You end up with a patchwork of all those elements and have to make them feel inevitable. The visual I can give you is the idea of knitting together a tapestry–call it “The Princess Pea Collection.” I hope that they suggest each other because there are challenges of scale. For example, a human and a mouse have a scene together. How do we indicate that scale? Sometimes by showing the human and the shadow of the mouse. The puppet becomes human. Different worlds are depicted: human, mouse, and rat. It’s key that these elements not get in the way of the show, at the same time that they give it dimension, and relate as if there are no boundaries in these worlds.
JG: What dance styles did you choose in order to create the atmosphere for The Tale of Despereaux? How much of a role does dance play?
MB: More than we thought. There’s more movement specifically choreographed meant to heighten the emotion of storytelling, more than to just display steps. We don acknowledge the dancing. It’s folded in to elevate the story of the characters’ movement. We want to let movement evoke or heighten the emotion of movement. The Spoon on Needle action sequence is the closest we come to classical dance.
TS: How is the story structured in the blocking, tempi, and shaping of the show?
MB: Because it’s co-written by seven people, in a very collaborative atmosphere, they are constantly working to find the best idea in the room. This became a generous process in San Diego, allowing many adjustments and changes, given that the task at hand was to create a 90-minute experience, then pared down to the sum total of a long-form version that could have been produced in an epic two–night show. This was not a time for diversions: it has to mean something that will add up. We do that as lean and mean as possible. The Old Globe and their prop department went above and beyond. We needed a big spoon and the one that arrived was custom-welded! I’m used to doing new musicals. This could have just as well been one because it is a remount, with three new cast members and we only have two weeks of rehearsal!
JG: In the novel, the author breaks the fourth wall, and addresses the reader. Is this a device that you use in the show?
MB: There’s a character called The Librarian. He addresses the audience directly. Everyone responded to that device in the novel because it makes the novel feel “adult ,” and appeals to multiple generations, not a theater piece just for children, but sophisticated children’s theater with adult appeal. At the Old Globe, the audience appreciated it, based on developmental level, just as a parent can experience it in a totally different way than a child would.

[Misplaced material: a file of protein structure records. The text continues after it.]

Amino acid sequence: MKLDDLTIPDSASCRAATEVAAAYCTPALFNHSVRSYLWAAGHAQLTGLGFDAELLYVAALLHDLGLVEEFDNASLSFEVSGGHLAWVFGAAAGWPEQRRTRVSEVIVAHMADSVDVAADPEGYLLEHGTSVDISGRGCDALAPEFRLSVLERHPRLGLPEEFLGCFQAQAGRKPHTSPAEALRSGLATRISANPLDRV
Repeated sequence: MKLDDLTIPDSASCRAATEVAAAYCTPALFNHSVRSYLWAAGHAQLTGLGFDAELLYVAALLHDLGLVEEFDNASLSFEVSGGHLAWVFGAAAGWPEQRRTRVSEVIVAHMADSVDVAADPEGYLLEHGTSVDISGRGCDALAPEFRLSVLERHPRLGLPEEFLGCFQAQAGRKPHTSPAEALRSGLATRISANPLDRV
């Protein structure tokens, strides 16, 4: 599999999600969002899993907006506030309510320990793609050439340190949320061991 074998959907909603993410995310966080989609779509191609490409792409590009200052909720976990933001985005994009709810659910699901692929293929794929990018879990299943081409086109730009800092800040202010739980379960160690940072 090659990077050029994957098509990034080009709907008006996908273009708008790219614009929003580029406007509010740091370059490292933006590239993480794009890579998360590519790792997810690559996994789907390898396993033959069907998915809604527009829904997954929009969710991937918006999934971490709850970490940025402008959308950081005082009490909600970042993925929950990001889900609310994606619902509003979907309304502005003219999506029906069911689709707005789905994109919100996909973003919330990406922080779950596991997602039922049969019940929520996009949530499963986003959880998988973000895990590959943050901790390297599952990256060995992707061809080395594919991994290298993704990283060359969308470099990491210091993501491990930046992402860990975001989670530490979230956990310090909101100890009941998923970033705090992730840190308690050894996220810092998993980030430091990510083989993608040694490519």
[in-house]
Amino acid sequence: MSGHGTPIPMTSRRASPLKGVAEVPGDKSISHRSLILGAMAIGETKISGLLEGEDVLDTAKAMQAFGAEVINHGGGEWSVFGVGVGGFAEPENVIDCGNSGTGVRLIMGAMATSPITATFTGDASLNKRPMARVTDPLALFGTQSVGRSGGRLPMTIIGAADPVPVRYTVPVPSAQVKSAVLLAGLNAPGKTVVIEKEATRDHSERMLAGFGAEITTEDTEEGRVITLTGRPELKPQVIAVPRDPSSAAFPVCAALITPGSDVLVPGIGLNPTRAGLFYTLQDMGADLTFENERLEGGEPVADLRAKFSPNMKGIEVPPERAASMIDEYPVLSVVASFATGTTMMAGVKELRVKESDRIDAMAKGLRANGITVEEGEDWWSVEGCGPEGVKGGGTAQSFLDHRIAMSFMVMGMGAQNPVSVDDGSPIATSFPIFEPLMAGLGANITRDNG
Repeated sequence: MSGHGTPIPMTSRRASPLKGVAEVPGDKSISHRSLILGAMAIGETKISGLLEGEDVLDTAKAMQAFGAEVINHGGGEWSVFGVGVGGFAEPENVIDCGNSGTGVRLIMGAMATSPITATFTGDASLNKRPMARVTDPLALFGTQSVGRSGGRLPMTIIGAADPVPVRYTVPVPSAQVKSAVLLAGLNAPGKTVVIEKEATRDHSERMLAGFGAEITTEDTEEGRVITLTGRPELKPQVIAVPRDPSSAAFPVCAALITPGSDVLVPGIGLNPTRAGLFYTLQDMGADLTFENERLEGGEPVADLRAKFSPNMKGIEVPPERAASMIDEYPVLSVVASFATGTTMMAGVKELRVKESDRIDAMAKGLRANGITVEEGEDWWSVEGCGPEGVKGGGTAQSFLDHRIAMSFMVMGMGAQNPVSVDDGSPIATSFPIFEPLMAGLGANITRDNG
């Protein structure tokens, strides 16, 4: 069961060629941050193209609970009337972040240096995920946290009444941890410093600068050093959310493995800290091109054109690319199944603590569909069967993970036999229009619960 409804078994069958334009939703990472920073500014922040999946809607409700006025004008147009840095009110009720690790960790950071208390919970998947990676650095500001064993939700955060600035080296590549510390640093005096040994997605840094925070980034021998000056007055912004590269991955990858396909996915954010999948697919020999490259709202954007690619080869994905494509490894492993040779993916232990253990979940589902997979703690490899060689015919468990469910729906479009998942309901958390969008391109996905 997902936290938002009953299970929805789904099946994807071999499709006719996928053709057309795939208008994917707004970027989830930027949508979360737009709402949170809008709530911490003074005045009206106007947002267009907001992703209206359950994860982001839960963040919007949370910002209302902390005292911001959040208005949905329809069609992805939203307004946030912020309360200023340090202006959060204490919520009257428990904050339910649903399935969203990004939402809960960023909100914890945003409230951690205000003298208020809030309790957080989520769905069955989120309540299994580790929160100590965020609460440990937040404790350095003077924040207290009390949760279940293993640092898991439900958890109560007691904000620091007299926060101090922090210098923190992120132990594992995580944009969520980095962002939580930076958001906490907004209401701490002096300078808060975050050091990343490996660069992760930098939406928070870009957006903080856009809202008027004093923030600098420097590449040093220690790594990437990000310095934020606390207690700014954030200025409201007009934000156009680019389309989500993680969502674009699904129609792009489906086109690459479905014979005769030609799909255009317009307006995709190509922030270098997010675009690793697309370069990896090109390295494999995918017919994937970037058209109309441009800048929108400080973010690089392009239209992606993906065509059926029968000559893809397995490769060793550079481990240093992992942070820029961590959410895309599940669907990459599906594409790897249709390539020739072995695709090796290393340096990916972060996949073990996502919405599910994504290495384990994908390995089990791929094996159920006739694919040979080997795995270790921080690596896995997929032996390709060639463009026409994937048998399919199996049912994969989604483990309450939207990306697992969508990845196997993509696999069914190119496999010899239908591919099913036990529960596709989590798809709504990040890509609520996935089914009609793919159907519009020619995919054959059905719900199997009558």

JG: Despereux struggles against conformity. Were there any conventions in musical theater that you had to struggle against to produce this show?
MB: This was the first musical Universal has produced. The work they did in the past was more diegetic, with sound originating from the actual filming process. They have never before shown characters singing their feelings. Hopefully, we will have married the spirit of Found Object Theater with having characters sing. Those are the challenges with this, taking the best of devices Pigpen has used before and redeploying them in a new way, more akin to expectations for a musical.
TS: What is “Found Object Theater”?
MB: Found Object Theater is the idea that you can find something and use it to transform itself into something else. A mophead you could find in your garage, redeployed in a theatrical way, becomes a dog. You use it out of necessity, originally, and yet sometimes it’s the thing that works best. Accessing is why everyone loves theater and that is why Found Objects is such a good way to tell story vs. film adaptation. We were all eager to produce something that could only exist in theater, to create an imagination trip for the audience.
Singer & Son
(Toba Singer and James Gotesky)